By Aimee Chanthadavong
The Australian Competition and Consumer Commission is taking supermarket giant Coles to the Federal Court.
The ACCC alleges Coles has acted in false, misleading and deceptive conduct in the supply of bread that was partially baked and frozen off site, transported to Coles stores and ‘finished’ in-store. The products were then promoted as ‘Baked Today, Sold Today’ and/or ‘Freshly Baked In-Store’ at Coles stores with in-house bakeries.
The legal action covers various ‘Cuisine Royale’ and ‘Coles Bakery’ branded bread products. The ACCC alleges that labels on these par baked products stating ‘Baked Today, Sold Today’ and in some cases ‘Freshly Baked In-Store’, and nearby prominent signs stating ‘Freshly Baked’ or ‘Baked Fresh’, were likely to mislead consumers into thinking that the bread was prepared from scratch in Coles’ in-house bakeries on the day it was offered for sale and that it was entirely baked on the day it was offered for sale.
Coles also uses these same representations to promote bread that has been made from scratch in Coles’ in-store bakeries. The ACCC is concerned that Coles’ lack of distinction in its promotional representations between bread products that are freshly prepared from scratch and par baked products is misleading to consumers and places competing bakeries that do freshly bake from scratch at a competitive disadvantage.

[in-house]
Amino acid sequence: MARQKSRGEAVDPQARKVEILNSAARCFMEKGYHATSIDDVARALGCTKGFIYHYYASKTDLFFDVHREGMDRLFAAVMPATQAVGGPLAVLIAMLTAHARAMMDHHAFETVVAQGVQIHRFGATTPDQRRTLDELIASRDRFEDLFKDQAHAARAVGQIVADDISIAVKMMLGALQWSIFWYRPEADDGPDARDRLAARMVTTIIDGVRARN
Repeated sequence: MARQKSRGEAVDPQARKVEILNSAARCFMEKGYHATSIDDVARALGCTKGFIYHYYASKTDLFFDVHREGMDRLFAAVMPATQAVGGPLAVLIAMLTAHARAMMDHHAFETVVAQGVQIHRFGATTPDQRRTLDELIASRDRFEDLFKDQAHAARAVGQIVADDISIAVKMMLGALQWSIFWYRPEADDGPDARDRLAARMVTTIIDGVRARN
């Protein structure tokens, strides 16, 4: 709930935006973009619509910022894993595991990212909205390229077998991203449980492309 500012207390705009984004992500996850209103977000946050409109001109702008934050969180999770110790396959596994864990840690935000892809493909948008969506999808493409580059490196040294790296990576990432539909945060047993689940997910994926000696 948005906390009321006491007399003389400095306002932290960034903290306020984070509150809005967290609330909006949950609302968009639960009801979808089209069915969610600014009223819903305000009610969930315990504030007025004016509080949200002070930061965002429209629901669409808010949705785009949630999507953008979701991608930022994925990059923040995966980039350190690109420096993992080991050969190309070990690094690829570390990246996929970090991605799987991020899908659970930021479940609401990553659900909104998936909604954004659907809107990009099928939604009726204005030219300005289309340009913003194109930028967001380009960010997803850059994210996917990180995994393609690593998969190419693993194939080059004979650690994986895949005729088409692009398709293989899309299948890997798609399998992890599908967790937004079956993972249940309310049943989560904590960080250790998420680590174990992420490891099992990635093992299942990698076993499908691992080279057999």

“There are two important issues at stake. First, consumers must be able to make informed purchasing decisions. Bread is an important grocery basket staple and customers need to be confident in claims made about food they buy,” ACCC chairman Rod Sims said.
“We believe consumers are likely to have been misled by Coles that the entire baking process, including preparation, occurred in-store, when in fact the bakery products were prepared and partially baked off site, frozen, transported and then ‘finished’ in store. Indeed, the Cuisine Royale products were partially baked overseas.”
“Second and just as important, is the detrimental impact on the businesses of competitors. Misleading credence claims can undermine the level playing field and disadvantage other suppliers. In this case those suppliers are the smaller, often franchised bakeries that compete with Coles.”
In the past few years, Coles has heavily promoted its in-store bakeries and introduced a number of ‘rustic’ bread lines. Many of these ‘artisan-like’ breads have been par baked and frozen before being ‘finished off’ before sale, whereas many independent bakeries make their bread from scratch in the bakery on the day of sale.
The ACCC is seeking declarations, injunctions, pecuniary penalties, orders that Coles review its compliance program, orders that Coles publish corrective notices on its website and in Coles supermarkets that have in-store bakeries, and costs.
A Coles spokesperson told RetailBiz Coles will be strongly defending the allegations made by the ACCC.
“Whether they are made from scratch by our in-store bakers or prepared by our bakery suppliers and then baked in our stores, we believe our bakery products offer customers fantastic quality and great value. We intend to vigorously defend this case in the courts," the Coles spokesperson said.